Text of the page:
Anyways, much much better now. Looking forward to a nice, packed weekend, and then my birthday in a week!

Sunday, May 30, 2010

Concerning coming to term(s)

The title is a bad pun...I've been here nine months! This week was hit by a snaggle as I became a newly initiated insomniac. Ick. I've always been really solid with sleep and it definitely messed with my head to have that disrupted. From about Sunday night to Wednesday night, I would drift into a very light daydream-y sleep for hours and hours until I would finally get from one to three hours of decent REM before the morning. Not awful, I managed to mostly keep a good mood, but Thursday I waved the white flag when I came down with a sore throat. That night I seriously went to bed at 9 and didn't move for 11 hours and while I didn't sleep that whole time, I finally accumulated a solid amount. This weekend I also caught up a bit. I'm not normal yet, it still takes me forever to settle into really thick sleep but I'm at least reassured that it's not serious.

This weekend, probably from resting up, was relaxed. Friday night I caught Prince of Persia which was the best bad movie I've seen in a while. I certainly enjoyed Jake Gyllenhall's abs but my friend and I were reduced to giggling hysterics by the clumsy script and plot. I was really entertained though and I suppose there's little difference between laughing at and with a movie, it was a success. Saturday morning I had a much needed skype convo with my momma and then met my friend downtown for a Thai massage. First, they served me shockingly blue tea in these awesome elephant tea cups, and then on to the main event. It was bliss, very different from the tried and true Swedish variety. For one, they had me wear these PJ type things. I later found out their practicality for two reasons. One, my massage was in a room with four other people. Two, it was basically sport yoga without any of the effort- my masseuse contorted my body into positions the like of which I will likely never experience again and woke up muscles previously dormant and innocuous. So not quite a nakie environment. It also involved little massage perse, it was more lots and lots of pressure points (with amazing kung-fu like agility and strength I might add- she put one finger on one little point on my shoulder blade and it felt like my whole back imploded) and lOTS of stretching. At points, it bordered on painful and I bad to definitely breathe deeply but my worked my body well and I was relaxed so job done. And only 50 bucks for an hour. I might do that again before I leave, who knows.

After that, my friend and I went and got some delicious steam pork buns and decided we wanted to go for a drive. We went out of the city, past Yuseong, past the National Cemetary (where the Cheonan victims are buried by the way), past Donghaksa, to this little artist village. It was sheer nirvana to get out of the city, I always feel like a drowning man clutching at straws when finally get a shot at fresh air and green. There was a sharp chill in the otherwise balmy city air which totally made it feel like Seattle and between that, the rolling lush emerald hills, reflective rice paddies, and delicious quiet, it was lovely.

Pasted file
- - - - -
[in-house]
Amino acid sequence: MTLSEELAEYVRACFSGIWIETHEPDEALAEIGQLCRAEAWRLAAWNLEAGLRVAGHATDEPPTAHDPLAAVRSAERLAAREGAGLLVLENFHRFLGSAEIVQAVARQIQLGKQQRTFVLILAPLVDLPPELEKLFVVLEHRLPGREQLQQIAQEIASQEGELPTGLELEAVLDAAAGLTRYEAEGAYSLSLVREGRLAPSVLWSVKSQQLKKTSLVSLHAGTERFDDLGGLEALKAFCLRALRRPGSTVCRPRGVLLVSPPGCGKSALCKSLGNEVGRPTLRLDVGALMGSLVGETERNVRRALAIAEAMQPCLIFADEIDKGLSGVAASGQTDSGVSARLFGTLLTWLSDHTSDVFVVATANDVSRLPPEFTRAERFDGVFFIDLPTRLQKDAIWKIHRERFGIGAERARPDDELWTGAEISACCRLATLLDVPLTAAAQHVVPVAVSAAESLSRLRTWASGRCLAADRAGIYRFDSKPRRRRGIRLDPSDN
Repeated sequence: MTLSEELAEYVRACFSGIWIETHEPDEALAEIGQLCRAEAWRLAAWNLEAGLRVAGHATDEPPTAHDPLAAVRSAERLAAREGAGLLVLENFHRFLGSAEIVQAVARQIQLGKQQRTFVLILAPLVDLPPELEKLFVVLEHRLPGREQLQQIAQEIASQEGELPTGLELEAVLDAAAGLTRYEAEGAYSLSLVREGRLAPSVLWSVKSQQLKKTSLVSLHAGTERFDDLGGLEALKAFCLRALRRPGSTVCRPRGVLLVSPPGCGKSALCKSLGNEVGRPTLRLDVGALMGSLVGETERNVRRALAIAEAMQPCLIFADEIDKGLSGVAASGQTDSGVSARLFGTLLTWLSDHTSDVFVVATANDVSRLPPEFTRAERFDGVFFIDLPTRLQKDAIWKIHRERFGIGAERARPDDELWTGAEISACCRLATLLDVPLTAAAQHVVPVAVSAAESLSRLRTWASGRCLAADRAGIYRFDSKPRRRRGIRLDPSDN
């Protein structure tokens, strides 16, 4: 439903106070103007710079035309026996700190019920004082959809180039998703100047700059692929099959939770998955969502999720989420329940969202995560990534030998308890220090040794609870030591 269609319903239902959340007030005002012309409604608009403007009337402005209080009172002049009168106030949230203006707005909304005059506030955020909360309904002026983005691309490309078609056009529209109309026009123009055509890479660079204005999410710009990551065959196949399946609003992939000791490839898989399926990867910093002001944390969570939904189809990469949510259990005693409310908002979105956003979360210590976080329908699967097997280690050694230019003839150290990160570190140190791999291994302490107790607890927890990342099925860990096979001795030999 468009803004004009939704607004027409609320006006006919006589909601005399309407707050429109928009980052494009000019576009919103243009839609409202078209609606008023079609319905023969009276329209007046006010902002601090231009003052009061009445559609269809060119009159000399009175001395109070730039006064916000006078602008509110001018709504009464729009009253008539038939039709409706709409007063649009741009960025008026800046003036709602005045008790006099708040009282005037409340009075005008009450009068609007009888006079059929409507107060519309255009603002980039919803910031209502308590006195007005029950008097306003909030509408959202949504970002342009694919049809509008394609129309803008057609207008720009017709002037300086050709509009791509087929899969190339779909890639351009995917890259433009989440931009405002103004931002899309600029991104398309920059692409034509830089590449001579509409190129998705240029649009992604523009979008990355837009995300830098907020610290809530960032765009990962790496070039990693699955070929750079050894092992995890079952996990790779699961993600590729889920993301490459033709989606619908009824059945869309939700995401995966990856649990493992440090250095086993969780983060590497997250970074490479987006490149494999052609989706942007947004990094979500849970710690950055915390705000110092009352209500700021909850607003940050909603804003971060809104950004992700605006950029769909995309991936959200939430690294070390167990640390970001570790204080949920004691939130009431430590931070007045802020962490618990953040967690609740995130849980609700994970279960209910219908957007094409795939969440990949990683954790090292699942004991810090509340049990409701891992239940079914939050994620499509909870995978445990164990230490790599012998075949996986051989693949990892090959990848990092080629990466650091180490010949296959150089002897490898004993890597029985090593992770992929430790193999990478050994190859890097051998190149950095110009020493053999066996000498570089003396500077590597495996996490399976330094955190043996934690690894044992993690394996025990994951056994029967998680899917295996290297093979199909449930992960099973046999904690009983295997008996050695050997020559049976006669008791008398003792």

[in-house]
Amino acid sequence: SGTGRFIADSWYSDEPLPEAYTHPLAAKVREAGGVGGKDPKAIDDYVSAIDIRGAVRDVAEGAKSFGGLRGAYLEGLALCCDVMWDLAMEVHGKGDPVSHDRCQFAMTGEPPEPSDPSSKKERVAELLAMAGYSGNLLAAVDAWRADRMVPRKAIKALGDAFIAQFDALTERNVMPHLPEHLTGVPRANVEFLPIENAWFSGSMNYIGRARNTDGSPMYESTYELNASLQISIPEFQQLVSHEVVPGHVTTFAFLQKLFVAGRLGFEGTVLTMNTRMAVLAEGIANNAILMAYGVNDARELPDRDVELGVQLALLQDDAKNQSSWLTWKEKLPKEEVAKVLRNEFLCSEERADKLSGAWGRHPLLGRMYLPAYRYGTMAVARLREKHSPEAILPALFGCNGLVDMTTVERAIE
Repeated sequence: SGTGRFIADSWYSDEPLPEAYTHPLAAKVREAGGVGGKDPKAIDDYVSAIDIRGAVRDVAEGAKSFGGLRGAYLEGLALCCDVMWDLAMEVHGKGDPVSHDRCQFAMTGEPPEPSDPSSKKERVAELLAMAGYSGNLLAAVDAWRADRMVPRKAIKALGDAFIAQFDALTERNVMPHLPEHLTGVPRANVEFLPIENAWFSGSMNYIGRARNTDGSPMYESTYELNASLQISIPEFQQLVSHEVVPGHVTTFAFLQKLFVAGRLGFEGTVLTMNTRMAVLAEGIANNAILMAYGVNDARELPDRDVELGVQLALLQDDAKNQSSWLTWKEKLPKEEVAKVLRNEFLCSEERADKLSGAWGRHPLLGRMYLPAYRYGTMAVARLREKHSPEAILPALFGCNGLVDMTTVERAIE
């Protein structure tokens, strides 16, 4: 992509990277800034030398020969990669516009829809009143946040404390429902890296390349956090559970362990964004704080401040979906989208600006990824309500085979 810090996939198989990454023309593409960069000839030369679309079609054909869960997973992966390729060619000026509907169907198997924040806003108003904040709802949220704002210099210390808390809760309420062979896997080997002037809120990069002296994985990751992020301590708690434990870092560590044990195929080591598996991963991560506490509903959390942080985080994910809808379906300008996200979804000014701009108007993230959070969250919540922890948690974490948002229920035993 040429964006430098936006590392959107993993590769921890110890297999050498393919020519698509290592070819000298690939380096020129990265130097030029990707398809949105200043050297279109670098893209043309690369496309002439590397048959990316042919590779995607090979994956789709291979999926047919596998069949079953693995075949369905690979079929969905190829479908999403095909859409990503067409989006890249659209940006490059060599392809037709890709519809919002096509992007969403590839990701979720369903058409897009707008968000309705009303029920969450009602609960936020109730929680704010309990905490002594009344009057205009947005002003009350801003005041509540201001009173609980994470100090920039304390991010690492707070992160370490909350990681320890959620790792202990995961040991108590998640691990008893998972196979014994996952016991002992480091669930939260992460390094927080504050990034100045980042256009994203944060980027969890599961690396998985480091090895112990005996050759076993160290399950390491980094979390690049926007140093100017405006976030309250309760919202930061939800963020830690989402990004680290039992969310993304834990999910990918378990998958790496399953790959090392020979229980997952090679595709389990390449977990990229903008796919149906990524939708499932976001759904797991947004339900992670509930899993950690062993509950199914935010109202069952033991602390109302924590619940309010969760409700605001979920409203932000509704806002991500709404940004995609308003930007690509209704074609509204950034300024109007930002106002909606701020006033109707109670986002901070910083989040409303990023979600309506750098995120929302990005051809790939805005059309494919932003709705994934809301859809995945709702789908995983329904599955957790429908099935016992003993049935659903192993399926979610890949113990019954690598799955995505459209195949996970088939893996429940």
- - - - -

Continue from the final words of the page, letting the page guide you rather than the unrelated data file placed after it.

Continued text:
Today I got up and worked out, and then had a picnic with my friend. We attempted to rent bikes and go down to the river only to be entirely thwarted by the very complicated renting machine. Oh well, we walked around Government Complex and ate to the very civilized background of classical music coming from the Art Center. There was quite literally no cloud in the sky and it was robin's egg blue. We popped into this dinky little museum and saw some bizarre art supposedly about the sense of humor (there was lots of poop memorabilia...) and then lay down on some benches to soak up the sun and the breeze. I got my first little shade of summer color and then took a very necessary and very heavy two hour Sunday afternoon nap. Mmm mmmm.

Regarding the summer vacation update, the latest decision is Jeju Island. We were going to go to Laos or Vietnam but I just realized it would be a poor replacement to Thailand (because of the protest instability...) and I'd rather go back and do that area properly when I have a few weeks. This way I can thoroughly cross Korea off of my list. Also, recently the predictable homesickness has popped back up but nothing I can't handle. I credit mom and dad with holding it off for two months, impressive and much appreciated.

I also had a nice talk with Shayna tonight and we had a very interesting and appealing revelation about my time here. I was joking that my year in Korea didn't "fix me" as promised, delivering the perfect career and life path that I probably did half-expect upon coming here. To be fair, I was still in the blind panic of graduation and the crippling indecision of infinite possibilities in August so it's understandable I craved that from my year here. Well, Korea didn't fix my indecision but I realized it did start to fix my outlook. I'm slightly different, I'm more relaxed to let the journey take me where it will and I'll find my way in time. I've had to battle so many things this year that being scared about my future just sort of fell to the wayside somewhere. I'm not saying it's completely anxiety-free but I'm at peace with it. So that's well worth knowing and a nice, satisfying development to see in myself.

As these reflections might hint, things have taken a turn in my mind towards the end. I tried to resist it but I can't shake the thought that I'm finally there, the home stretch, the last quarter, less than 90 days and then...

Well, not quiet "then" yet. Lots of adventure to be had, still chances to "love the reeling midnight through" in these summer months. Bye for now!! :)